Ed Carpenter

Ed Carpenter’s attentiveness to Daytona 500 media day is at best minimal. In fairness, there is little reason for the Verizon IndyCar Series driver/owner to pay much attention.

The daily churn reached him from afar a few weeks ago, though, when Danica Patrick, in an uncharacteristic lapse of her normal message discipline, let slip during a group interview session that she had yet to “have time to meet up with Ed and the people” about her plans to race for the final time as a professional in the Indianapolis 500. Patrick had told IndyCar.com earlier in the week that her plans had been finalized, but she would not reveal the team, even when pressed if it was Ed Carpenter Racing.

Patrick’s subterfuge lasted about as long as her final run in a NASCAR race – she crashed after 101 of 207 laps and finished 35th – and within minutes of the interview bobble, Carpenter received a call from Patrick’s media relations handler warning him. Carpenter was almost relieved.

“I kind of found it funny, to be honest,” Carpenter told IndyCar.com. “I was curious and worried how GoDaddy would have responded, but looking back on it now, it’s funny. Was it the controlled release and did it entail all the messaging that we all wanted to get out? No. But at the same time, it’s a fun story for us to all sit around and laugh about.

“It was getting hard to deflect and to not feel like you were flat-out lying to people, so I was happy to be moving forward. I felt bad for her because she was there to focus on Daytona, so I was just staying out of the way and letting her do her thing down there.”

Now it’s their thing. Long-time benefactor GoDaddy returned for Patrick’s two-race coda, making the bid a plug-and-play business-wise. Ed Carpenter Racing confirmed today in an announcement that Patrick will drive the No. 13 GoDaddy Chevrolet in the 102nd Indianapolis 500 presented by PennGrade Motor Oil on May 27.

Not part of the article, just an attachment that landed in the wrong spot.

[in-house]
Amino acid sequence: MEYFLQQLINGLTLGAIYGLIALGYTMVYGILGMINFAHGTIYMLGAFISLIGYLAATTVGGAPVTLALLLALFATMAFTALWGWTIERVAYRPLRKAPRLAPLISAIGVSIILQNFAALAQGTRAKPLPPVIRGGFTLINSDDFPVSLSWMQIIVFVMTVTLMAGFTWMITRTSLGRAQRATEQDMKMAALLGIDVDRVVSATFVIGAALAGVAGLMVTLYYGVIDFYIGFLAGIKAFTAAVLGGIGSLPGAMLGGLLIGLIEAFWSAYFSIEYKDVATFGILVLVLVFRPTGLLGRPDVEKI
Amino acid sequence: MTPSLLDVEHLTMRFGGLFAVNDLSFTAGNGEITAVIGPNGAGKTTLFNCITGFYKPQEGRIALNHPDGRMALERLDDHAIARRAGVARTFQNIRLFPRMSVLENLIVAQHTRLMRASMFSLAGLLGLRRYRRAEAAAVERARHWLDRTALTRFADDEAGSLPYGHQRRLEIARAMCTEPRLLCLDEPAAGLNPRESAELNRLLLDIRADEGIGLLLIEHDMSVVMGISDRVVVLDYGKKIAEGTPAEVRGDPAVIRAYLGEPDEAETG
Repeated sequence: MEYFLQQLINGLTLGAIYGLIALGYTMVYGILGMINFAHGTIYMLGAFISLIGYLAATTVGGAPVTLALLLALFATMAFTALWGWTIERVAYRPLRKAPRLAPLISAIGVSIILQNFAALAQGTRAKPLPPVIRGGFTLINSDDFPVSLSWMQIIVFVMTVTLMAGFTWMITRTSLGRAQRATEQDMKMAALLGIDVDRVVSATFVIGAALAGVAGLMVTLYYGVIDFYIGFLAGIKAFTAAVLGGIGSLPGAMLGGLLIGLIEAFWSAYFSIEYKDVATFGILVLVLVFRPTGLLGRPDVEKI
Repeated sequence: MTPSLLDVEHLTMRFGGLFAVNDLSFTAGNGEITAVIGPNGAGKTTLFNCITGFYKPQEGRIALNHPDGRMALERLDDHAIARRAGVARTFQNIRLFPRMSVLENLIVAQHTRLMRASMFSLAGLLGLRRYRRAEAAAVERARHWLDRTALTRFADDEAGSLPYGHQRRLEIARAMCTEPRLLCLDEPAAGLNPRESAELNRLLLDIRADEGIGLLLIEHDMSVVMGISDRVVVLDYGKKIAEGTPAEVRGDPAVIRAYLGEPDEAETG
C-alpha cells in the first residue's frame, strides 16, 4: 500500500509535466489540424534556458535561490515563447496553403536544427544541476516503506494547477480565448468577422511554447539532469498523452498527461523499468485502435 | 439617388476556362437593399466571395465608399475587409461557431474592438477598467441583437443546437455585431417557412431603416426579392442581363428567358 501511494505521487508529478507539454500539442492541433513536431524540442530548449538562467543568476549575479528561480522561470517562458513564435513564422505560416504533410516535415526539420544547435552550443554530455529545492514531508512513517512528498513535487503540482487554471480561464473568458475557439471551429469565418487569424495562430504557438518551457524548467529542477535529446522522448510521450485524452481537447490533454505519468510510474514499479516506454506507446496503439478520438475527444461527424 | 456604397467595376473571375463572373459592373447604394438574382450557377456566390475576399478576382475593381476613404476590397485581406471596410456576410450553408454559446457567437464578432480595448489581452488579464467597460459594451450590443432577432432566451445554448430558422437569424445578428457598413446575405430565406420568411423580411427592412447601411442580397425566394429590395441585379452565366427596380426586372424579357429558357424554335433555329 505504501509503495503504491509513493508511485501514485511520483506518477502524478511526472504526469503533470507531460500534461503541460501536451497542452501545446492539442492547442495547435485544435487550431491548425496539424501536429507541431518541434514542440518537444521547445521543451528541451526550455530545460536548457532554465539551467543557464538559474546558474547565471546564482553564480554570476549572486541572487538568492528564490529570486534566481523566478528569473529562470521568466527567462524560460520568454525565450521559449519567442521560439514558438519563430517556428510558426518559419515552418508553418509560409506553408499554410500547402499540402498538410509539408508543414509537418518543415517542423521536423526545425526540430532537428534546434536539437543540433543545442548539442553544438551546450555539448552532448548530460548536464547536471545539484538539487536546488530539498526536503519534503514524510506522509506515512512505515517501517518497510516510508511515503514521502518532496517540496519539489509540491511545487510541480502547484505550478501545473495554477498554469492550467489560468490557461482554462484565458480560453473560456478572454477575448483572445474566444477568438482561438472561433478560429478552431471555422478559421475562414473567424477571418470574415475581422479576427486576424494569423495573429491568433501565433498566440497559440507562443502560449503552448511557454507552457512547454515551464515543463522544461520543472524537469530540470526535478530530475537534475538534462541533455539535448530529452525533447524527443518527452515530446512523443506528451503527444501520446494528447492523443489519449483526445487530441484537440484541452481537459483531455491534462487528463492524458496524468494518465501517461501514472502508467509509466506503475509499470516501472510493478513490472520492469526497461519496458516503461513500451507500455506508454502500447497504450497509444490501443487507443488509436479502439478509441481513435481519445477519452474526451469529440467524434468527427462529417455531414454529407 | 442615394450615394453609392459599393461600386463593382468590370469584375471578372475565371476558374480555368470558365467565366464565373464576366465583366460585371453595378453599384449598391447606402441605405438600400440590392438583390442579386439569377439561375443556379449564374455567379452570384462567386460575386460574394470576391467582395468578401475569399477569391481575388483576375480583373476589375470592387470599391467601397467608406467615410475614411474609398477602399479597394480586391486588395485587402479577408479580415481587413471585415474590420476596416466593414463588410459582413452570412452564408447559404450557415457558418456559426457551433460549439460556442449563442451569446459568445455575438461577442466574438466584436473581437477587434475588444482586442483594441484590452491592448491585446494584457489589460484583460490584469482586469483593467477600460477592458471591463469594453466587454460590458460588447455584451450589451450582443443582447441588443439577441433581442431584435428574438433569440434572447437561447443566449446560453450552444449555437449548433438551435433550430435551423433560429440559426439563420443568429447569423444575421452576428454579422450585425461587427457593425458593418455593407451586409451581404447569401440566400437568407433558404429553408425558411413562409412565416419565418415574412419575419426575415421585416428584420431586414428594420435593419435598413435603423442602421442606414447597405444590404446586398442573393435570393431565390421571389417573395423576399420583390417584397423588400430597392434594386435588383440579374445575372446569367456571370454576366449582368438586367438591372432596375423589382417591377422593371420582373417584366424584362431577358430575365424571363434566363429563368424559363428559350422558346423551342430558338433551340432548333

The process of picking a number was complicated in that Patrick’s two former IndyCar numbers – 16 and 7 – are claimed by other teams, as was the 10 she used through her full-time Monster Energy NASCAR Cup Series career. She opted for No. 13 as a concession as quasi proof that she’s not superstitious. Coincidentally, the No. 7 she used in the Daytona 500 plus the No. 13 she’ll use in her final Indianapolis 500 equals 20, which is the car number that Carpenter will use the race.

“I like the numerology,” Patrick said today in a phone interview with IndyCar.com.

The unveiling of Patrick’s car for May has not yet been scheduled. But the question remains if she will be the same as a driver, given that the Indy car she will employ is essentially two generations different than the one she used in her final Verizon IndyCar Series season in 2011.

Carpenter, who is contesting the ovals portion of the schedule again this season – with Jordan King handling street and road courses in the No. 20 Fuzzy’s Vodka Chevrolet – said he thinks the debut of a universal aerodynamic body kit this season will aid Patrick’s reacquaintance with open-wheel racing.

Patrick hasn’t driven the current Dallara IR-12 chassis (also called the DW-12 in memory of the late Dan Wheldon, who did much of the development testing) in use since the season after she left for NASCAR. She also missed completely the three years of aero kit competition between Chevy and Honda that wrapped up after 2017.